I'm interested in continuous maps between topological spaces $f:X\to Y$ such that for any compact subset $L$ of $Y$ contained in $f(X)$, there is a compact subset $K$ of $X$ such that $L$ is contained in $f(K)$.

Proper maps satisfy this, but there are examples of continuous maps which don't, for example with discrete spaces, taking a non-stationary convergent sequence extended at infinity.

I would like to know if there are characterizations for those topological spaces which have enough compact subsets in the sense that: each real-valued continuous function satisfy this property.


Every path-connected space $X$ satisfies this property. The image $f(X)$ is a connected subset of $\mathbb R$ and is hence a (possibly infinite, or trivial) interval. Every compact sub-interval $[y_0,y_1]$ is contained in the image of a compact path in $X$ connecting a point in $f^{-1}(y_0)$ to another point in $f^{-1}(y_1)$. Every compact subspace $L$ of $f(X)$ is contained in one such sub-interval, so you are done.

Note however that it is easy to construct an $X$ with two path-connected components which does not satisfies the property. For instance, take $X$ as two copies of $\mathbb R$ and define $f$ as constantly $\pi/2$ on one copy and as $f(x) = \arctan x$ on the other.

Added. If $Y = \mathbb C$ then this is no longer true. For instance, a (non-embedding) immersion $f:\mathbb R \to \mathbb C$ with compact image is a counterexample: simply take $L= f(\mathbb R)$.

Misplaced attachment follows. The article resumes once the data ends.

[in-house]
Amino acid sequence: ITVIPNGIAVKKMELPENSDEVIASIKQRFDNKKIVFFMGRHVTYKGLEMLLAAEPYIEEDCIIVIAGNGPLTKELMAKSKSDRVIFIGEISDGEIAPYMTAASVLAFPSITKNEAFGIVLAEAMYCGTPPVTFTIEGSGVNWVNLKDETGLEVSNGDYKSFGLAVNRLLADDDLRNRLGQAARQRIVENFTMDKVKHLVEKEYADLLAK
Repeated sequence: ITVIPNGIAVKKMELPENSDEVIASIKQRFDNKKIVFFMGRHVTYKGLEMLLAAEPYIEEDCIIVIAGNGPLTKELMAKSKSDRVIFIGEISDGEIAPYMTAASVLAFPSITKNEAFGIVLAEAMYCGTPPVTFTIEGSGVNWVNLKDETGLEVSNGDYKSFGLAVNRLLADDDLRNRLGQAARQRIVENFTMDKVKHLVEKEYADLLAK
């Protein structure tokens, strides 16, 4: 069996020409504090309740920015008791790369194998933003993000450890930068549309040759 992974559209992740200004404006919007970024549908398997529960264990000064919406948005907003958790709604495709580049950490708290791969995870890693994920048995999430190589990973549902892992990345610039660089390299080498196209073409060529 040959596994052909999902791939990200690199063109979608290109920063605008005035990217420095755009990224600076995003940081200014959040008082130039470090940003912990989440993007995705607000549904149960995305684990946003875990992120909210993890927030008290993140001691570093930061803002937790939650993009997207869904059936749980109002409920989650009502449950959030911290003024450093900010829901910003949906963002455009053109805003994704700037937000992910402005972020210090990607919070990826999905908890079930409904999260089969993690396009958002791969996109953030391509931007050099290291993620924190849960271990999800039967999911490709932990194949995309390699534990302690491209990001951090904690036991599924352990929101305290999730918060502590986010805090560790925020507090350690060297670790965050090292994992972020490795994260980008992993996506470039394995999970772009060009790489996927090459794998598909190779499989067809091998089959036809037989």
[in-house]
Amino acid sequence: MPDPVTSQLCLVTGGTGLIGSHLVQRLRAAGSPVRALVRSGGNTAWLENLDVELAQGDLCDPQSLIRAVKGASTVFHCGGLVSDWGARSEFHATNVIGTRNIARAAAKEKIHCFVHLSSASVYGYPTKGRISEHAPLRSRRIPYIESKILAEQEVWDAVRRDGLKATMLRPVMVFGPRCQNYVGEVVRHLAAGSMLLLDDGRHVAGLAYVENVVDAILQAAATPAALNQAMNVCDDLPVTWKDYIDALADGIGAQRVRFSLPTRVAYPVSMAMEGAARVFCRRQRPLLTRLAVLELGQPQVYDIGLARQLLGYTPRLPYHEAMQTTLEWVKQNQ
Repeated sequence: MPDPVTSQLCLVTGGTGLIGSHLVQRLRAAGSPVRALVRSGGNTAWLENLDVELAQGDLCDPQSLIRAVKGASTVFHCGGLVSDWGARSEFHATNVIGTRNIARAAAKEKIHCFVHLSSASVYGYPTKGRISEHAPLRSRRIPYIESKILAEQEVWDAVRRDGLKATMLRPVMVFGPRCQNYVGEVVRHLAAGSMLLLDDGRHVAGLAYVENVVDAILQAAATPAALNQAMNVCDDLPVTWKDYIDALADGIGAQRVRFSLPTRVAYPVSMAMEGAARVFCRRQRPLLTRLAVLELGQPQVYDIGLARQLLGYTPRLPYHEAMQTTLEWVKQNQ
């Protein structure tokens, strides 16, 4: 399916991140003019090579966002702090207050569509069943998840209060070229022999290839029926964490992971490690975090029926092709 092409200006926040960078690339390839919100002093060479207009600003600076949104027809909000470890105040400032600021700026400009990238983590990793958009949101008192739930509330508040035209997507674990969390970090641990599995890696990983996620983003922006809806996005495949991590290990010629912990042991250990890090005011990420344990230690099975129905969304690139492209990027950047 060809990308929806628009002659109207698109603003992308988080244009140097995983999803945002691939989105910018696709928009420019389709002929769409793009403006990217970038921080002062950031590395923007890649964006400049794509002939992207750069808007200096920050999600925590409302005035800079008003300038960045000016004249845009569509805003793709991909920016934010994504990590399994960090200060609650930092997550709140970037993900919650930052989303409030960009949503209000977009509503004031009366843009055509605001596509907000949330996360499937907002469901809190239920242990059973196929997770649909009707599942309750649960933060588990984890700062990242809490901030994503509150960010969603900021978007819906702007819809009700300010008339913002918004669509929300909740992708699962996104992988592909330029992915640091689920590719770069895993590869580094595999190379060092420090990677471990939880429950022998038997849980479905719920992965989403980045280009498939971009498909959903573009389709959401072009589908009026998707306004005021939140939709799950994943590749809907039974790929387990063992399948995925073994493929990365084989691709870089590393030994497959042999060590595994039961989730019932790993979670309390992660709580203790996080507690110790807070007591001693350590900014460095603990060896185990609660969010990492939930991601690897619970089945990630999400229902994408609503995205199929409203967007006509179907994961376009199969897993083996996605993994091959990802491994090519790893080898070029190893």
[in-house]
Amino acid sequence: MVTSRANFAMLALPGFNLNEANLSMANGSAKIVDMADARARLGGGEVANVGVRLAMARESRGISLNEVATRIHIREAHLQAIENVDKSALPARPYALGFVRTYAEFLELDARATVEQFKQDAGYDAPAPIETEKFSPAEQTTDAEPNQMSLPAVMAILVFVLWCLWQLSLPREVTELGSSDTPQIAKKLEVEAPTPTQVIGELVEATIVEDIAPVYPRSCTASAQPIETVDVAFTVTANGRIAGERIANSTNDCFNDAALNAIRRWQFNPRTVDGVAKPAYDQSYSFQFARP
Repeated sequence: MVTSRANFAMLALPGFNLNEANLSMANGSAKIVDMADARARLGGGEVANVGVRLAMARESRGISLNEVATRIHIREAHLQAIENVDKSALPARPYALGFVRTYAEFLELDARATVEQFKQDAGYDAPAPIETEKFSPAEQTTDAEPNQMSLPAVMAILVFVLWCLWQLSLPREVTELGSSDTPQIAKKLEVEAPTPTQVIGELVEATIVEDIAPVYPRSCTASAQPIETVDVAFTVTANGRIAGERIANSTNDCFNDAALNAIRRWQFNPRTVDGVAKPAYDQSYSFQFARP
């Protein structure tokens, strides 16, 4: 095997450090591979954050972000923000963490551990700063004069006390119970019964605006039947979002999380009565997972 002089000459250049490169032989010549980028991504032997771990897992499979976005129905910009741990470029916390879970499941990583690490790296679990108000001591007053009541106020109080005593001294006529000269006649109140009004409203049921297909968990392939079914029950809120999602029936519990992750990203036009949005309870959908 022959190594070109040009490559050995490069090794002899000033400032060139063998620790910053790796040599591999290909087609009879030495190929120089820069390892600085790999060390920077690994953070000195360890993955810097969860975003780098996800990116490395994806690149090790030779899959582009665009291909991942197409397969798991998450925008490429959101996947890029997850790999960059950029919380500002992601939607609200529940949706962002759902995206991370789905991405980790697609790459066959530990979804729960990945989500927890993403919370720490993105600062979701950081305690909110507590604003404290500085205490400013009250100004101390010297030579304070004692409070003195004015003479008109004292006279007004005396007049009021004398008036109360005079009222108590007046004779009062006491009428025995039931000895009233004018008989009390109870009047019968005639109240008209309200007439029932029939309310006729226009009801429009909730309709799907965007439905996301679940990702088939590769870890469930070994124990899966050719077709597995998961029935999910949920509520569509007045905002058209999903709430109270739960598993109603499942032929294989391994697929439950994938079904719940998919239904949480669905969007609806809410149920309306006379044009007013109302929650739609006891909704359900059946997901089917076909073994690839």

immersion of a line in a plane which is not an embedding

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  • $\begingroup$ I don't understand why a continuous image of a path-connected set has to be an interval. $X={\bf R}^2$ is path-connected, the identity map $f:X\to X$ is continuous, and its image is $X$, which is not an interval. $\endgroup$ – Gerry Myerson Oct 31 '10 at 10:30
  • $\begingroup$ Truly asks about real-valued maps, so $Y = \mathbb R$. $\endgroup$ – Bruno Martelli Oct 31 '10 at 10:47
  • $\begingroup$ Ah, in the last clause of the question. I missed that, just saw that in the rest of the question things were more general. Thanks. $\endgroup$ – Gerry Myerson Oct 31 '10 at 11:43
  • $\begingroup$ (I edited the answer to avoid ambiguities, thanks) $\endgroup$ – Bruno Martelli Oct 31 '10 at 11:45
  • $\begingroup$ Thanks. So there's a large class of spaces whose real-valued continuous functions satisfy this. What if we require this for all complex-valued continuous function ? It looks much more restrictive. $\endgroup$ – Truly Oct 31 '10 at 16:46

Such maps are called compact-covering maps, and are a somewhat well-known and well studied object. They came up naturally in many contexts, and if you look for that keyword in mathscinet, you will find many matches. As Bruno mentions, it is very easy to construct examples of maps in very ordinary settings that fail to be CC.

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